In this blog we want to argue that state maintained schools within England be brave, reject a purely GCSE driven curriculum with its deformative effects upon learning and adopt an approach which enables all to engage with the tenets of the IB Middle Years Programme. We argue that the MYP as a summative assessment framework provides the most effective means of providing an education for liberation.
Questions and themes relating to low and high stakes assessment practices and reforms are addressed throughout the chapters of Berry, R., & Adamson, B., Eds., (2011) Assessment Reform in Education, Dordrecht, Netherlands: Springer. Featured authors such as my colleague Eleanore Hargreaves (UCL IOE) and Mary James (University of Cambridge) address, respectively, issues concerning the role of teacher feedback within the assessment and learning process and the manner in which assessment is interpreted and applied with variance throughout the UK (with Scotland a lantern in the modern gloom of high stakes assessment).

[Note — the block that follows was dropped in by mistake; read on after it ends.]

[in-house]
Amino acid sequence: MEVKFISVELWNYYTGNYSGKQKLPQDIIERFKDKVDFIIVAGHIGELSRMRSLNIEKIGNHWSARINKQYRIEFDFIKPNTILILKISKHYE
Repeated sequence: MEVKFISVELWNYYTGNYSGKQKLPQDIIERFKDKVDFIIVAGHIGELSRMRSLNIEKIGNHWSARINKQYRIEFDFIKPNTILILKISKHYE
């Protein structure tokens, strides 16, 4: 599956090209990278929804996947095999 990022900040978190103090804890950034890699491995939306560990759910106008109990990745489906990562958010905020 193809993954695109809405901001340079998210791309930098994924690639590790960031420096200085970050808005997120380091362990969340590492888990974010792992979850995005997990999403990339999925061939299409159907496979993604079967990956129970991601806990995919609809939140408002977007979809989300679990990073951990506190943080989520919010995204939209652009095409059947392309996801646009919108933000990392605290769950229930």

The most striking article is that presented in Chapter 11 (pp.155-165) through which David Scott (UCL IOE) addresses the topic, Assessment Reform: High-Stakes testing and Knowing the Contents of Other Minds.
David uses Foucault (1979) as a means to enter into an exposition of the false beliefs and dualisms at the heart of high stake assessment beliefs and practices. David uses the often impenetrable philosophy of Critical Realism (of Roy Baskar and Margaret Archer) to explore assessment thus enabling overlooked aspects such as causality ‘backwash’…. please click here to read more.